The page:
Tuesday, February 21, 2006

Another 27,000 People's Identities are Compromised

Last year, the Privacy Rights Clearinghouse compiled a list of data breaches. The list estimates that over 53 million identities have been compromised in the recent past. Of course, this doesn't include the more recent compromises, such as the Boston Journal (202,000 compromised) and the Northern California debit card fiasco (200,000 compromised).

Here is the list of data breaches:

A Chronology of Data Breaches Since the ChoicePoint Incident

It also doesn't include another probability, which is that there are data breaches that were never detected, or not reported.

With the overall number of people compromised, 27,000 people seems small in comparison, but for every person compromised, there is a potential victim.

The Jacksonville Business Journal is reporting:

The names and social security numbers of 27,000 former and current Blue Cross and Blue Shield of Florida Inc. employees were illegally downloaded by a contract employee to his home computer, a company spokesperson said.

The FBI and U.S. Attorney's Office are conducting a joint investigation, said Lisa Acheson Luther, a spokeswoman with Blue Cross. No customer information was involved and there is no evidence the information went any further than the home computer.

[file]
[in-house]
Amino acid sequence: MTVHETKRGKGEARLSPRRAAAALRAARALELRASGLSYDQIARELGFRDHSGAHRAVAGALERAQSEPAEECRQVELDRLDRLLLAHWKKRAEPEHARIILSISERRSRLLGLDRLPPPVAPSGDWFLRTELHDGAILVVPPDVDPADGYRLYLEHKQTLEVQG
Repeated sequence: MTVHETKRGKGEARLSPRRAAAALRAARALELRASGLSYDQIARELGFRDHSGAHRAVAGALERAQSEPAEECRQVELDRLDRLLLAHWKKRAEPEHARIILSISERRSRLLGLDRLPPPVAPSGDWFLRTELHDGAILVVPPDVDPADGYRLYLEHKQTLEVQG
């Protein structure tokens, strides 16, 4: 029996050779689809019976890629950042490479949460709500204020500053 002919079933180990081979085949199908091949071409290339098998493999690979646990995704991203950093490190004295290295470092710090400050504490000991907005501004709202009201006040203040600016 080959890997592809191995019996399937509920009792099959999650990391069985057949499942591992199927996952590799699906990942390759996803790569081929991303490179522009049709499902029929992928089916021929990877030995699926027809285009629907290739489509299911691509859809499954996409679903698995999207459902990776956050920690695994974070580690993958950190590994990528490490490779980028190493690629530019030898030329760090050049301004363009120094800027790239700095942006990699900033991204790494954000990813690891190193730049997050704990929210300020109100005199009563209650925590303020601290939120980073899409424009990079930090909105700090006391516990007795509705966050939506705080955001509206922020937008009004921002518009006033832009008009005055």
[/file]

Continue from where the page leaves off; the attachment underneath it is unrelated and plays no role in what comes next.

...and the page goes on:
Here is the full story:

Vendor downloads Blue Cross employee info

The Federal Trade Commission testified last June on Data Breaches and Identity Theft. This testimony highlighted the concerns with the number of data breaches being revealed in the past couple of years and suggested action.

In February, Senator Dianne Feinstein issued a document calling for Federal legislation:

Statement of Senator Dianne Feinstein On the Need for Federal Identity Theft Legislation

Senator Feinstein joined Senator Arlen Specter (PA), Senator Russell Feingold (WI) and Senator Patrick Leahy (VT) in sponsoring S789, which is a federal bill addressing the issue of data breaches and it's ultimate consequences, such as "identity theft." Here is a bill summary.

This bill is currently on the Senate Legislative Calendar awaiting action.

If you are interested in writing your representatives to inquire when this legislation will be taken for action, here is a link where you can find their information to do so:

Congress.org

It's a sad commentary that in the global sense, 27,000 people compromised is a mere drop in the bucket. HOWEVER, I have to be certain that anyone who has suffered their identity being stolen, sees it on a much more personal level AND with the number of people compromised, the question is who will be next.


2 comments:

John Clark said...

It's a shame that the Federal legislation is taking so long to pass.

I know they are busy, but this seems to be a nasty problem.

prying1 said...

Problem with legislation is it is so verbose. In spite of the long words and sentences there are no guarantees that the crooks will follow the letter or the spirit of the law.